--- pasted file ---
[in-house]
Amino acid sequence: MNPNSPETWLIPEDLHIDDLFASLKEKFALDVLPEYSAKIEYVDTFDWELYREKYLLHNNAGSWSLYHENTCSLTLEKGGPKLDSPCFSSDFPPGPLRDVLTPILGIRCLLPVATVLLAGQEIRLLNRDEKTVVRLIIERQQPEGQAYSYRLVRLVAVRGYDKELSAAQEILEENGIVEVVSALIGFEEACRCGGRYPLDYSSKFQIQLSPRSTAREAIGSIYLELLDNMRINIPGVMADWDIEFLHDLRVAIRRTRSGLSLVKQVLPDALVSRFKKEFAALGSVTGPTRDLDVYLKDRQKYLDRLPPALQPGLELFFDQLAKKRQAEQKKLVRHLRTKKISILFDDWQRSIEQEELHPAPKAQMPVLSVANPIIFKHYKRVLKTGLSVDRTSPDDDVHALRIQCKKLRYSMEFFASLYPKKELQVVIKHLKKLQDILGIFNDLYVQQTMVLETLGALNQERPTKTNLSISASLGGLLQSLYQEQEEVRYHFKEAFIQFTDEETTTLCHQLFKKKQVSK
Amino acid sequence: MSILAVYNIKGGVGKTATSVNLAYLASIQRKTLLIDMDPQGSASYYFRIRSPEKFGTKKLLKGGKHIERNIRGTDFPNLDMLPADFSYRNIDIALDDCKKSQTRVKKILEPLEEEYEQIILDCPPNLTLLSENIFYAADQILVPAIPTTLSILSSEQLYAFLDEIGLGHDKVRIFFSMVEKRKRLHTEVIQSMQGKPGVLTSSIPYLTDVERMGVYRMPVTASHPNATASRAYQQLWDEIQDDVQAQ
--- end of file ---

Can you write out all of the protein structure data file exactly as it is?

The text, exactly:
[in-house]
Amino acid sequence: MNPNSPETWLIPEDLHIDDLFASLKEKFALDVLPEYSAKIEYVDTFDWELYREKYLLHNNAGSWSLYHENTCSLTLEKGGPKLDSPCFSSDFPPGPLRDVLTPILGIRCLLPVATVLLAGQEIRLLNRDEKTVVRLIIERQQPEGQAYSYRLVRLVAVRGYDKELSAAQEILEENGIVEVVSALIGFEEACRCGGRYPLDYSSKFQIQLSPRSTAREAIGSIYLELLDNMRINIPGVMADWDIEFLHDLRVAIRRTRSGLSLVKQVLPDALVSRFKKEFAALGSVTGPTRDLDVYLKDRQKYLDRLPPALQPGLELFFDQLAKKRQAEQKKLVRHLRTKKISILFDDWQRSIEQEELHPAPKAQMPVLSVANPIIFKHYKRVLKTGLSVDRTSPDDDVHALRIQCKKLRYSMEFFASLYPKKELQVVIKHLKKLQDILGIFNDLYVQQTMVLETLGALNQERPTKTNLSISASLGGLLQSLYQEQEEVRYHFKEAFIQFTDEETTTLCHQLFKKKQVSK
Amino acid sequence: MSILAVYNIKGGVGKTATSVNLAYLASIQRKTLLIDMDPQGSASYYFRIRSPEKFGTKKLLKGGKHIERNIRGTDFPNLDMLPADFSYRNIDIALDDCKKSQTRVKKILEPLEEEYEQIILDCPPNLTLLSENIFYAADQILVPAIPTTLSILSSEQLYAFLDEIGLGHDKVRIFFSMVEKRKRLHTEVIQSMQGKPGVLTSSIPYLTDVERMGVYRMPVTASHPNATASRAYQQLWDEIQDDVQAQ